What goes around comes around

David Cameron has already voiced his embarrassment over that Bullingdon club photo. Well, some more photos emerged on Sunday, as well as a story about a thing one person claims photographic evidence also exists for, though if it does it remains mercifully shielded from the public eye. Nevertheless, one imagines there has been more embarrassment in the Cameron household these last couple of days, something the nation has delighted in exploiting with a relentless stream of predictable and mostly not very good pig-based jokes on twitter.

As some have pointed out, we all did stupid things when we were younger (though, I would protest, not that stupid), but the real hypocrisy here is that the story comes from a single uncorroborated and uncertain source in a book written by a disgruntled Tory peer and revealed to the world in the pages of a notoriously capricious ‘news’paper. Essentially, it is revenge porn, albeit in prosaic and most likely fictional form. It’s ironic that Lord Ashcroft’s work is being championed by people who would normally contemplate demeaning pig sex themselves before getting behind the words of either a Tory peer or the Daily Mail.

One person who definitely won’t be talking about ‘hashtag piggate’ is the new leader of the Labour party. Tim Farron couldn’t resist a little dig on twitter (‘I’ve never been more pleased to be a vegetarian’) but Corbyn is still tweeting about railways, and is all set to disappoint those hoping he will ask a crowd sourced pig-based question at PMQs. Because whatever you think of Corbyn, he is making his leadership about real people and real issues, not dubious stories and character attacks. He probably doesn’t give a crap about whether Cameron stuck his thing in a dead pig or not because he’s much more concerned about £4.4bn of tax credit cuts, as heartless an attack on the poor as burning a £50 note in front of a homeless person (something else Cameron did not do at university). Cameron’s alleged porcine student dalliances have no bearing on his ability to do his job, at least compared to How He Is Doing His Job (and since his leadership puts the NHS in jeopardy, threatens to close down the BBC, demonizes the disabled, endangers the environment and continues to pour money into an obsolete defense system before the issue has even been voted on in Parliament, that is very relevant indeed).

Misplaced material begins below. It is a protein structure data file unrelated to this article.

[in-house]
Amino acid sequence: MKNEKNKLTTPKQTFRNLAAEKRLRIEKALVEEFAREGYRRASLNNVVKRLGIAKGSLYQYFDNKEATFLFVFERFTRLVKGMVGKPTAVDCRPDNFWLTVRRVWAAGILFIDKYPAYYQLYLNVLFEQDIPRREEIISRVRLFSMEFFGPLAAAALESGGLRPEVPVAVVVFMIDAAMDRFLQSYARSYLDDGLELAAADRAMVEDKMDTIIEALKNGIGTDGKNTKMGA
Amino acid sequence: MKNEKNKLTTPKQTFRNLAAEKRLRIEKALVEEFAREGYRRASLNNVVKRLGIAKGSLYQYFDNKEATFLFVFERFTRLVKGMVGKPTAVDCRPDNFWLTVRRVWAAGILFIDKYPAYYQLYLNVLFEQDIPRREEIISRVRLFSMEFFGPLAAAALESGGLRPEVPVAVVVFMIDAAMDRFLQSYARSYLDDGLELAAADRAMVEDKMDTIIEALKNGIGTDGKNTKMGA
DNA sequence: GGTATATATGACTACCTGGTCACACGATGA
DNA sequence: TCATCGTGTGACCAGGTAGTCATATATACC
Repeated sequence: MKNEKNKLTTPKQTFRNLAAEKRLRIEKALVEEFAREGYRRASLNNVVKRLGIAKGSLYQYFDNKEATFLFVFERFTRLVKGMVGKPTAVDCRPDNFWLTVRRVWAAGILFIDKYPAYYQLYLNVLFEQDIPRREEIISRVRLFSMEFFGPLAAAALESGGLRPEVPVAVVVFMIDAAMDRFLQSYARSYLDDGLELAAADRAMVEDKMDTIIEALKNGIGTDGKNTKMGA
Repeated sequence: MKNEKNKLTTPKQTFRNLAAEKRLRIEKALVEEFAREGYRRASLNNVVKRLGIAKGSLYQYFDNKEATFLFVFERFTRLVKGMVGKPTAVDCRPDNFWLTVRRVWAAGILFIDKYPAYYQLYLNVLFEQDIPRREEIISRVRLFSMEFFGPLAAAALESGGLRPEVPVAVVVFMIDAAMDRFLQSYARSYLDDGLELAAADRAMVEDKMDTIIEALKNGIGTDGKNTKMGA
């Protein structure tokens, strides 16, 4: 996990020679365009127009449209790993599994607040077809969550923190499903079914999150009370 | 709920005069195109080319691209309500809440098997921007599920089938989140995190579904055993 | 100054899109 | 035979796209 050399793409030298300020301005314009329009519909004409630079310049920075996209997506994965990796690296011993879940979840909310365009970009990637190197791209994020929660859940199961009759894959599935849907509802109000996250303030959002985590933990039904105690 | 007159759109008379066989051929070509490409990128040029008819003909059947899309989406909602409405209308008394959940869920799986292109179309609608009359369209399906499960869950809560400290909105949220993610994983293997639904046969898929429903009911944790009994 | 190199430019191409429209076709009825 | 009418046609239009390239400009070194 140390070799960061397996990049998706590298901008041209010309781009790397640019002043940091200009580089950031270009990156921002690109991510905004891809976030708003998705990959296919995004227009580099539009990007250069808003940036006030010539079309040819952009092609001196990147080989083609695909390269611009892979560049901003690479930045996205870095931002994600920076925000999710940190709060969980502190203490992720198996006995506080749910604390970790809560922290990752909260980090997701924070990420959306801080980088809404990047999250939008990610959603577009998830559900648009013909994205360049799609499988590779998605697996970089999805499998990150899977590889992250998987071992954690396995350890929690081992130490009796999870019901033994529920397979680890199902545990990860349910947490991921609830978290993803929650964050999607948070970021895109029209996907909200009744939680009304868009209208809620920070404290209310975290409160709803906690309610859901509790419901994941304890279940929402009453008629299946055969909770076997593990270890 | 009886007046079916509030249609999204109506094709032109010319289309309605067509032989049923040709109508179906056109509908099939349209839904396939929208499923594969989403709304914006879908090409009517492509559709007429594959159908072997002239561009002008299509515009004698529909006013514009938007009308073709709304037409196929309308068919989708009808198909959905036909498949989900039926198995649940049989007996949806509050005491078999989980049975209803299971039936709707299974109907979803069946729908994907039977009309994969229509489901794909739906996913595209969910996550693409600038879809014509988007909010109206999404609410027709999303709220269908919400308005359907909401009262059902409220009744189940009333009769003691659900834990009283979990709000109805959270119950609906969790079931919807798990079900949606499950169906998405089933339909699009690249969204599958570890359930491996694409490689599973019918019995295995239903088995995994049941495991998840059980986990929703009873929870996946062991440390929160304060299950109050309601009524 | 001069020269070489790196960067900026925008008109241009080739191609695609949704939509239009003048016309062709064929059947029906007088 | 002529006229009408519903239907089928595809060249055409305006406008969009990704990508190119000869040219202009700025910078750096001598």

This is worth noting because last week we were bombarded with stories about Jeremy Corbyn which, if less visceral than the pig thing, were just as fatuous. Stories about him snubbing England’s Rugby World Cup, or riding a communist bicycle, or having an evil great great grandfather. Only slightly less inane and equally unsubstantiated were stories about his disrespect for servicemen, his sexist shadow cabinet and his love of terrorists, splashed across newspapers as fact and gleefully retweeted by Conservative MPs and supporters ad nauseum. And lest we forget (as if we’re going to be allowed to), the Prime Minister’s first response to the announcement of Labour’s new leader was to brand him a threat to National security, a less specific accusation than the pig thing but as incendiary a claim (Cameron usually reserves such language for talking about ISIS). Is it any wonder that Cameron’s detractors have seized this opportunity to turn the tables? And when such hyperbole are being used by the Tories, who could truly blame Corbyn if started referring to them as a secret pig fucking cabal?

But he won’t. There will be no grainy monochrome scaremongering video from Labour about Cameron and pigs. Corbyn’s questions to the Prime Minister will continue to focus single-mindedly on Conservative policies. It may not be the first time Cameron has been embarrassed about his student days, but it is perhaps not the last time he will have reason to be grateful that Corbyn is a better man than him.

Conservative with the truth